Education needs to be a bigger part of the Republican Party’s message, Ben Marchi, a delegate from Maryland to the Republican National Convention told us in the Quicken Loans Arena on Monday—and some educators deserve a bigger slice of the pie from GOP nominee Donald Trump.
“The best thing he can do for American education is cut wasteful spending,” Marchi said. Monday in the arena “We don’t spend enough on teachers.”
So where is too much money spent, according to him? On school administrators.
In some respects, that lines up with Trump’s views on education spending in general. The real estate executive has said he doesn’t like how much money we spend for mediocre results on international exams. In fact, a decent chunk of what Marchi said approximates Trump’s stated views on education. We asked him about Trump and these four other K-12 issues—we asked him pretty much the same questions we put to former teacher Kathryn Gardner on Monday:
• For example, Marchi’s view that there needs to be a lot of “consolidation” at the U.S. Department of Education. Trump has said on different occasions he’d like to either cut or significantly shrink the department.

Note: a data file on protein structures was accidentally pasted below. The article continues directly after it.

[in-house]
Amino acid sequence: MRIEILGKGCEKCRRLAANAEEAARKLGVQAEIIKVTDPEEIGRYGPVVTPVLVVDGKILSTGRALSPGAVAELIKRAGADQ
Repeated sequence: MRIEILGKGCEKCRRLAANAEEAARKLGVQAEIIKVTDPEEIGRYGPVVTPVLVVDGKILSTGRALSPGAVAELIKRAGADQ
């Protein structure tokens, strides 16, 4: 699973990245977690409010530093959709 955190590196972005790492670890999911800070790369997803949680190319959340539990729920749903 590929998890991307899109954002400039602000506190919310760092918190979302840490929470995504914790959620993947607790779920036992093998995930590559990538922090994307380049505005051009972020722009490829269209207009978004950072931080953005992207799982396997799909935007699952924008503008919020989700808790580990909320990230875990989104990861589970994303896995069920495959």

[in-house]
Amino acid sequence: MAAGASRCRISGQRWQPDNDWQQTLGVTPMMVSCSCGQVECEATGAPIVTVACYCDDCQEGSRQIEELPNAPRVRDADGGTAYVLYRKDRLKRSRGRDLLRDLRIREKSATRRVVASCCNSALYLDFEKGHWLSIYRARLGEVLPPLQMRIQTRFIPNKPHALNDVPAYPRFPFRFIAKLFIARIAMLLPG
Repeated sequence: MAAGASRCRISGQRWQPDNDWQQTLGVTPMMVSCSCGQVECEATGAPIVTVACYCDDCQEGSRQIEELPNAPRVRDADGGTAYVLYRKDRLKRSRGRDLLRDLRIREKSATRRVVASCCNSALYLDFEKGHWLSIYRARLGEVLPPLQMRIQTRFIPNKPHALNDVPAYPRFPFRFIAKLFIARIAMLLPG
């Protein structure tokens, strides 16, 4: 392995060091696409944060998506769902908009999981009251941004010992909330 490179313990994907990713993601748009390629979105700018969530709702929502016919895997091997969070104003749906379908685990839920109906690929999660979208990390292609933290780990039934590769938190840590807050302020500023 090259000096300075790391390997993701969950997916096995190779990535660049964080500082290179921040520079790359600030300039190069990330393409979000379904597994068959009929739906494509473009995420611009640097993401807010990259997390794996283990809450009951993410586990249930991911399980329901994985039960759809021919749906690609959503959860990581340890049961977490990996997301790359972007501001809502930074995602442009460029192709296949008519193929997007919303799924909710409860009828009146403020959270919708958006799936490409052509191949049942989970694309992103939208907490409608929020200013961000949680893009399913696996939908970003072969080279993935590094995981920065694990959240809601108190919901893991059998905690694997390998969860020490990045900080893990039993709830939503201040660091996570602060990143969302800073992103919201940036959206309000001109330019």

• And the Talbot County resident joins Trump in his dislike of the Common Core State Standards. Marchi said the standards represent “absolutely too much federal control.” Trump has called the common core a “disaster.” (The standards aren’t a federal program, but President Barack Obama’s administration did encourage states to adopt them.)
• Marchi hadn’t heard of the Every Student Succeeds Act, the new federal K-12 law. And Trump hasn’t said anything about it.
• But Marchi, unlike Trump, is pretty clear about his views on transgender students’ ability to use school facilities that match their gender identity. He calls the prospect of “girls changing in front of boys” in locker rooms “absurd.”
Talbot County schools in Maryland recently decided to follow the Obama administration’s guidance saying schools should let transgender students use locker rooms and restrooms that match their gender identities. But Marchi thinks his county district has jumped the gun.
“This thing hasn’t even gone through the courts yet,” Marchi said.
Want to learn more about where Trump stands on a variety of education policy issues? Check out our interactive graphic on Trump, Clinton, and K-12.
Photo: The Republican National Convention in Cleveland, Ohio, on July 18. (Swikar Patel/Education Week)
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